ASHLEY – The new owners of an anthracite coal breaker in Luzerne County said they plan to dismantle the historic structure and selling hundreds of tons of steel for scrap.
An attorney for Paselo Logistics in Philadelphia said the $1.2 million deal to purchase the Huber Breaker and 8-acre property in Ashley was finalized in bankruptcy court.
The chairman of the Huber Breaker Preservation Society told Newswatch 16 that he’s disappointed the battle to save the breaker is over, but he’s hoping the new owners will try to salvage any mining artifacts that may be found inside.
“At the time when it was built, it was the largest and most modern breaker in the world, capable of producing a thousand ton of coal and hour,” said Ray Clarke. “I just felt that it deserved to be saved, and to keep the memory of the miners that worked and died in there. The felt house, the Sterling. Nobody seems to want to save anything that`s historical.”
People who live in Ashley say the breaker attracted vandals and vagrants, but they’re saddened that the local landmark couldn’t be preserved.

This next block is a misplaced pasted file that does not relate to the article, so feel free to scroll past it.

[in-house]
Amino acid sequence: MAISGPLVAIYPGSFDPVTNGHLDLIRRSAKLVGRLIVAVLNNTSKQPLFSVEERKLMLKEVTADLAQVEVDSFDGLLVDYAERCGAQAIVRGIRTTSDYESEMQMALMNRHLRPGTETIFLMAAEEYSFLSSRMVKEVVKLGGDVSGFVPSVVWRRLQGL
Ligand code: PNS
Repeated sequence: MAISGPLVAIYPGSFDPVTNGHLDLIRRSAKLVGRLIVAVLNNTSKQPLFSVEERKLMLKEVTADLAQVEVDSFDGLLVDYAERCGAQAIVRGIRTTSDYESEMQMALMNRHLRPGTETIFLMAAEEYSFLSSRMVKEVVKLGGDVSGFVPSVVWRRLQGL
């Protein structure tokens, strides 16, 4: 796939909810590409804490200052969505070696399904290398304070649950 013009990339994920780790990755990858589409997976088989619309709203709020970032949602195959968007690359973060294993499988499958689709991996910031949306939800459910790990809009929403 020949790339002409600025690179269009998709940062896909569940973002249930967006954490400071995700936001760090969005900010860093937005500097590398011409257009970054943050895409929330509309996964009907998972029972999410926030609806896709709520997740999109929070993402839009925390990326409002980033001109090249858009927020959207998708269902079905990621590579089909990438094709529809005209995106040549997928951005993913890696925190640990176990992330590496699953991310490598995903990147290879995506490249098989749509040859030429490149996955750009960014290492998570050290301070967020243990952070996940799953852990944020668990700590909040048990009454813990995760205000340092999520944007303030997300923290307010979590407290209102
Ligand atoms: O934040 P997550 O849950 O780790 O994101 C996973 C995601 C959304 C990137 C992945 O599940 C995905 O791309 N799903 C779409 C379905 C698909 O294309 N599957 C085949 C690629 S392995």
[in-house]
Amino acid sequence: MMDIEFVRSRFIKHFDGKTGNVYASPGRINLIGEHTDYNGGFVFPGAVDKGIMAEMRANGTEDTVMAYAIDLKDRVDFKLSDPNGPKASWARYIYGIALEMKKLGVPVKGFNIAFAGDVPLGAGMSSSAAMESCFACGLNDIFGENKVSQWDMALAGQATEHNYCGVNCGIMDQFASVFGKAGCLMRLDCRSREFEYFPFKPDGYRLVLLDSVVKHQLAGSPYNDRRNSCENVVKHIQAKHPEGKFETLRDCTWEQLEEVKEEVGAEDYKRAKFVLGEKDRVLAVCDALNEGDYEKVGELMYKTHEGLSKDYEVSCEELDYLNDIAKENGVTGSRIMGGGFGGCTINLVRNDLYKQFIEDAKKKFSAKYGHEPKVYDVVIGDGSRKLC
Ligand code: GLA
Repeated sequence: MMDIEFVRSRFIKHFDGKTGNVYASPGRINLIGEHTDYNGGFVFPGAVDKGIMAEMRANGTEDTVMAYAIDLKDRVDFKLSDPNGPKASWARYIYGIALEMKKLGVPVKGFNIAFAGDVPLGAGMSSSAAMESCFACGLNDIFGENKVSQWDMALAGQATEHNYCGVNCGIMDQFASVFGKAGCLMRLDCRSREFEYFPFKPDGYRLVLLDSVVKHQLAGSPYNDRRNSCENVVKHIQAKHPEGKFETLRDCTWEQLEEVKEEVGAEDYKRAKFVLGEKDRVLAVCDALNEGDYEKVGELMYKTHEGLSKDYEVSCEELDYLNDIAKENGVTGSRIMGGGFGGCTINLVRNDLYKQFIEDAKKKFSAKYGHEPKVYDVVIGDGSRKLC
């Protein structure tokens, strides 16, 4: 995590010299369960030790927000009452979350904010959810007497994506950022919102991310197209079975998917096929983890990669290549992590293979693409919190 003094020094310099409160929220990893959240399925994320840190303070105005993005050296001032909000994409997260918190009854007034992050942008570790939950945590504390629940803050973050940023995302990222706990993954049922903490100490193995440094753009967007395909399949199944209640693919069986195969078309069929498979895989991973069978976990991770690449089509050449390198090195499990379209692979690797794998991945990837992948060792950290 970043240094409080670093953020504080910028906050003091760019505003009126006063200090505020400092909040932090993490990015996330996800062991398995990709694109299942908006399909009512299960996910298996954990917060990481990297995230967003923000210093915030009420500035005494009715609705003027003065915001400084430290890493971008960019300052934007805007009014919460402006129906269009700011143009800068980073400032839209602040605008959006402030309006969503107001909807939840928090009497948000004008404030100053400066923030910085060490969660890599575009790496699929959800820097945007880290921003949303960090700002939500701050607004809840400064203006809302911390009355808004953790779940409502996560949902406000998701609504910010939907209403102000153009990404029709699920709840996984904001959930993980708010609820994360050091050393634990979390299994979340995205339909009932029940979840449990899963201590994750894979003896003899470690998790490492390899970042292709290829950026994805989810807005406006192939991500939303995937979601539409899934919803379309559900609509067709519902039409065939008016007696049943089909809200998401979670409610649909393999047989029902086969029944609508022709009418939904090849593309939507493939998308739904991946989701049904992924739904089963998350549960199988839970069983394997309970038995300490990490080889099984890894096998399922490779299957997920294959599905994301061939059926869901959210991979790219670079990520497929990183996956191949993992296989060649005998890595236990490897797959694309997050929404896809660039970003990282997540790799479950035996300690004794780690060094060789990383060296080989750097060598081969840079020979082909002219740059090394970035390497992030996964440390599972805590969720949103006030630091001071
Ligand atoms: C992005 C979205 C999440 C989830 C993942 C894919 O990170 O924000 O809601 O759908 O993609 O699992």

"The building is decrepit. It`s falling apart and it is a danger. There`s teenagers hanging out in there,” said Dennis Sheehan. “It`s historical and it`s interesting. It`s a part of the history of Ashley. It`s going to be a shame to see it go."
An attorney for the new owners told Newswatch 16 that work to dismantle the Huber Breaker isn’t expected to start until next year, and the new owners are unsure of what they’ll do with the property after it is cleaned up.
The producers of a documentary about the Huber breaker took some video inside. Click below to watch.